PAULINO BERNABE

MASTER GUITAR MAKERS FEATURED AT GSI
Paulino Bernabe (father)

Paulino Bernabe is considered to be among the rare elite of classical guitar makers. His guitars are played by many recording artists and are admired for their powerful, clear and sustaining sound.

When Paulino Bernabe (1932-2007) studied the guitar with Daniel Fortea, a pupil of Francisco Tárrega, he started developing an interest in lutherie. In 1954, young Paulino became an apprentice guitar maker, and then eventually the head artisan in the famous Jose Ramirez workshop. In 1969, Bernabe left Ramirez to establish his own workshop in Madrid.

Even though Paulino Bernabe was deeply rooted in the old Madrid School of guitar making, he was a great innovator and experimenter. He has developed his own strutting system and construction methods that allowed his guitars to have a unique sound with strong basses, clear trebles and a wide range of tone colors. His search for those sound qualities began in the early 1970’s with a radical at the time 5-strut bracing system of the soundboard (later increased this number to 7). More recently he started implementing a relatively complex multi-strutted layout with four struts projecting outward from the soundhole, as well as three fan braces at varied heights and thicknesses, and an innovative back design. All these innovations resulted in his instruments having a sweeter, yet clear and focused tone.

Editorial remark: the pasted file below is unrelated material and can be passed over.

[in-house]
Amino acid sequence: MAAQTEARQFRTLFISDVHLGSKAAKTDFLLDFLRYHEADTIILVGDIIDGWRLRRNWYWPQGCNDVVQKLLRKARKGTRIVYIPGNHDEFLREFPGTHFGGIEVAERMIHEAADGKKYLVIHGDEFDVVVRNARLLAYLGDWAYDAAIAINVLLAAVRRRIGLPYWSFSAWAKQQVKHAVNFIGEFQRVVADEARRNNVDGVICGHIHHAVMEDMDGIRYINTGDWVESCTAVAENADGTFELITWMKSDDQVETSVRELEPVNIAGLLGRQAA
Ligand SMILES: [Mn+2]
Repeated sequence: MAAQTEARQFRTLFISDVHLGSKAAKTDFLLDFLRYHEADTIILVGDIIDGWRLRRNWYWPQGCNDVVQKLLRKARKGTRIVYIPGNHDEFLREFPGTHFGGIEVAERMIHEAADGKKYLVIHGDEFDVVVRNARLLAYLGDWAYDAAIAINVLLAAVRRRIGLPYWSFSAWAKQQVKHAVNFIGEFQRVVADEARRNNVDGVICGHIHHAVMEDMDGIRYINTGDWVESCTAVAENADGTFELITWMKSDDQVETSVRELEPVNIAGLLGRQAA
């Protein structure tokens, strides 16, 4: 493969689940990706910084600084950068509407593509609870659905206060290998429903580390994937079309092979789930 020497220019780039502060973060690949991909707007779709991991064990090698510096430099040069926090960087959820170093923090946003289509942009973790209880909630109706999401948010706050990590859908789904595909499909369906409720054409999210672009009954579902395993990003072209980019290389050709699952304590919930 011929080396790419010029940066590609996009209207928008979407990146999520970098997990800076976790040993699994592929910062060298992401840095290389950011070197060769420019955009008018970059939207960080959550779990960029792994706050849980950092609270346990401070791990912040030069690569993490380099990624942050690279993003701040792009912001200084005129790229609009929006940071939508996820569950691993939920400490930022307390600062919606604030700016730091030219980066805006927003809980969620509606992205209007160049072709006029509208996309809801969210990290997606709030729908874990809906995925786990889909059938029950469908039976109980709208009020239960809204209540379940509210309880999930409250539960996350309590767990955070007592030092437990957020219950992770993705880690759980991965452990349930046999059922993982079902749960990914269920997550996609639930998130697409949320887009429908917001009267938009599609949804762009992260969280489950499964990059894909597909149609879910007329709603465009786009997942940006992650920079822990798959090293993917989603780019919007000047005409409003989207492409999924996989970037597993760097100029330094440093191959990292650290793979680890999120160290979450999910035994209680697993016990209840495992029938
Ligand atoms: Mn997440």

In addition to his vast stock of rare and aged rosewood, Paulino Bernabe Sr. was also likely to use woods that were not common in classical guitar making – flamed maple, pear, and even camphorwood.

Paulino Bernabe Sr. is the builder of the famous 10-string guitar that Narciso Yepes played until his death.

Paulino Bernabe II (son)

Paulino Bernabe II was born on June 9, 1960 in Madrid, and since the very beginning he had a close contact with his the workshop where his father worked

Paulino lived in the upper floor of the shop, where he had a chance to observe his father’s work. His father always told him that he looked for the most noble woods to build great guitars. When the father became an independent luthier, young Paulino had a chance to learn even more secrets of guitar construction directly from his father.

At the age of 17, Paulino Bernabe II began his career in lutherie as his father’s apprentice. His father was always a perfectionist and a demanding teacher. He emphasized the importance of knowing the tools and the wood very well.

Paulino Bernabe II worked together with his father for 30 years. Even when they rested or were on vacations they were constantly thinking about their craft. Nowadays, after his father’s passing, Paulino Bernabe II continues the family tradition of guitar building.

See some of PAULINO BERNABE’s guitars

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